When It’s Not Even Safe to Send Them to School

UvaldeI thought school was the place we send our kids without worrying whether they’d come home alive:

Sending our children every day, because that’s what good parents do.

On the first days of school, telling them not to cry, assuring them we’d pick them up later.

Biggest worries consisting of whether they would thrive in academics, choose good friends, and make the right choices.

Now, at the very end of the school year, there are kids who won’t come home at the end of the day. Because of guns.

Guns that people — especially those with mental health problems — should not own. Day 144 of 365, and this was mass shooting number 199. At an elementary school. I am just as heartbroken over this occurrence as I was over Sandy Hook in 2012.


We can all stand for and believe in many different values and opinions, but I’d hope we’d ALL stand against mass shootings of our children — and honestly, against mass shootings throughout this entire world.

This part is HARD because we stand as adults in a climate we are all unsure of. Politics aren’t making sense, no matter what side you stand on. There’s A LOT of anger.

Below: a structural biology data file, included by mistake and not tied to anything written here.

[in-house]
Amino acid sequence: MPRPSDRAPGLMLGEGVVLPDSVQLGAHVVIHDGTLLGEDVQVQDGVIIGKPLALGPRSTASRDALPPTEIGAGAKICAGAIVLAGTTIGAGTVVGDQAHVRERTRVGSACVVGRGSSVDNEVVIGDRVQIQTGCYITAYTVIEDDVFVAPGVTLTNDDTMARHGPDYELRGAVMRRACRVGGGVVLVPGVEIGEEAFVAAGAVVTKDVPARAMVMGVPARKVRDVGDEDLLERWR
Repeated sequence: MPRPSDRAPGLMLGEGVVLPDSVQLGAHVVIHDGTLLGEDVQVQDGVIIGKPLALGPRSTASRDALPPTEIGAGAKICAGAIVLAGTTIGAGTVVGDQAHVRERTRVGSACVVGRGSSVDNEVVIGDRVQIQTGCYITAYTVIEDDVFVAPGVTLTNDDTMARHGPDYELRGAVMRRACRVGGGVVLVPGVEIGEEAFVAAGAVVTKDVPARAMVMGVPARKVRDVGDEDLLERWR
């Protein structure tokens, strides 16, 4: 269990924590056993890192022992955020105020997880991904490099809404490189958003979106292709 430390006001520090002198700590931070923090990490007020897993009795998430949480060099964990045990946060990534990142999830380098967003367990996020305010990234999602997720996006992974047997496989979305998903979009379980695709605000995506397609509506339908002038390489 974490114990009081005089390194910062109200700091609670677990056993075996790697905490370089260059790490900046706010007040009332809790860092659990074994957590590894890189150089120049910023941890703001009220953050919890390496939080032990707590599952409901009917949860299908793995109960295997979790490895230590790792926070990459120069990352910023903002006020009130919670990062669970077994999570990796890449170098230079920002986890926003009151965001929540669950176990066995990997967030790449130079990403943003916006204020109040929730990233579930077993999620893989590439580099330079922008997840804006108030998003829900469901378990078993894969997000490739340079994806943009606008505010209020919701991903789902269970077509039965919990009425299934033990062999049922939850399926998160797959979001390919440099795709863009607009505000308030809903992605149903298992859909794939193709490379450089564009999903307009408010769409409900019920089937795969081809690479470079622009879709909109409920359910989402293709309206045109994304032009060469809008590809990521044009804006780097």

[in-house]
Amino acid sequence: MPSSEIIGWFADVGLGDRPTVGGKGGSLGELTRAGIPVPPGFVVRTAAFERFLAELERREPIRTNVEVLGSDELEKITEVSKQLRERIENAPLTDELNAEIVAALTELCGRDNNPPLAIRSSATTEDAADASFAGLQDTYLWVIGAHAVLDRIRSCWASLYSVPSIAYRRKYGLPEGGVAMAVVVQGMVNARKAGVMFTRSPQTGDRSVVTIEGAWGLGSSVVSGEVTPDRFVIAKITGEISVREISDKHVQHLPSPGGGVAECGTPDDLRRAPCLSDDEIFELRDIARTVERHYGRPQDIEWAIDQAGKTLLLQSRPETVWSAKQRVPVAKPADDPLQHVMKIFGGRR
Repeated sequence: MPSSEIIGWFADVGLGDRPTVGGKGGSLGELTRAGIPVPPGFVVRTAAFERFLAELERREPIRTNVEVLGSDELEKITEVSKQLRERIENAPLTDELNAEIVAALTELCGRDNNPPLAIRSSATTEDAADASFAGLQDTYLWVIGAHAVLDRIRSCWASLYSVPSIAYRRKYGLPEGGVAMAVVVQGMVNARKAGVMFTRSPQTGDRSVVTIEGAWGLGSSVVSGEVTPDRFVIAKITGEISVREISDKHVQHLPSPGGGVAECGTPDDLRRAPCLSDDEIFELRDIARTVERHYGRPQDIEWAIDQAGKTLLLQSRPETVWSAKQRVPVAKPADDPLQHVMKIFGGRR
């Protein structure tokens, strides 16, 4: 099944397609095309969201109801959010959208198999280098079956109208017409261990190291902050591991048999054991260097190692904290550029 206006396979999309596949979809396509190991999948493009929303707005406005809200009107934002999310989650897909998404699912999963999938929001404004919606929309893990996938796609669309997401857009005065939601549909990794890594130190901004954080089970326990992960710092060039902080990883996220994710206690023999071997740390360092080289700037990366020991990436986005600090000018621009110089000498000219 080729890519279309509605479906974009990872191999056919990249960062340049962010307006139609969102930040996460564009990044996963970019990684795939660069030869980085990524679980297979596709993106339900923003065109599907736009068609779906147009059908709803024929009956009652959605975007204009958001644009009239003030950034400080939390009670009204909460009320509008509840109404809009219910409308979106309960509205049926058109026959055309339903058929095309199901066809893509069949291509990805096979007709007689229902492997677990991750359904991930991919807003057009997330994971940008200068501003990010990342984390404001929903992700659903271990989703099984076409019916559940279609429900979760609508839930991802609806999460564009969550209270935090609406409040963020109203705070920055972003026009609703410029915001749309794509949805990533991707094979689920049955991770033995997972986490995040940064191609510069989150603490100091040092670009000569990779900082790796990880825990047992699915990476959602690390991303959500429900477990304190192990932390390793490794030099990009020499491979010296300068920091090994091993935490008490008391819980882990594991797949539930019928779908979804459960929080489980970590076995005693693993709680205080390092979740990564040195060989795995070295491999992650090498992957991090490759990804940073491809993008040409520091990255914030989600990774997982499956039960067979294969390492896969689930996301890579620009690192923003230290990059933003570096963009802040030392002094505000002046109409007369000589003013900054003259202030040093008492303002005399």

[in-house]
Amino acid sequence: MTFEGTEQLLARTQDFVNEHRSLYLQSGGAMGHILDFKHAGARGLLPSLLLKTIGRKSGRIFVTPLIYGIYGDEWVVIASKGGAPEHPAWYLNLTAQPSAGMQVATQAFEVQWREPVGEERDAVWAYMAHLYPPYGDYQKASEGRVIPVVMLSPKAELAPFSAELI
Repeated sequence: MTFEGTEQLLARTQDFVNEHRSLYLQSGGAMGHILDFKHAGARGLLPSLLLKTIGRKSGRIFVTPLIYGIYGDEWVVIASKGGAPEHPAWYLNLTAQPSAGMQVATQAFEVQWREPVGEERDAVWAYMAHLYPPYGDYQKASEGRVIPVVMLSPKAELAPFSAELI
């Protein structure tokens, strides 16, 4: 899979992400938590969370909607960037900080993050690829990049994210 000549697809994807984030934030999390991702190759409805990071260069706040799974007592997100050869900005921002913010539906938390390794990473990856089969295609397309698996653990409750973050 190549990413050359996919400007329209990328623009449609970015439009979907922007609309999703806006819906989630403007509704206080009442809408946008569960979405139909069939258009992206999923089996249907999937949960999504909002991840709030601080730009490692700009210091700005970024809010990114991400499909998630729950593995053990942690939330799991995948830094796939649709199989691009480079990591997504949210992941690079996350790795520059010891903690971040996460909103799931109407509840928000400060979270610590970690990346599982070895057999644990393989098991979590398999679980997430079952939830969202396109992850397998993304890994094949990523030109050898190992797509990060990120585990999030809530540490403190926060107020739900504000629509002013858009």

Now there’s A LOT MORE sadness, especially for the families of the children in Uvalde, Texas.

Teachers, as you finish this school year, probably exhausted, possibly feeling defeated and ready for a couple of months without the constant raising of hands — know that we love you, we need you, we value you.

I never anticipated that I would now expect you to risk your lives for our children — nor did you want to be subjected to that expectation. But it’s there. Thank you for ensuring that our children finish the curriculum, learn etiquette, display kindness, and most of all: come home to us every day.

Parents, thank your teachers, administrators, and school department employees. They are protecting our children more than most.


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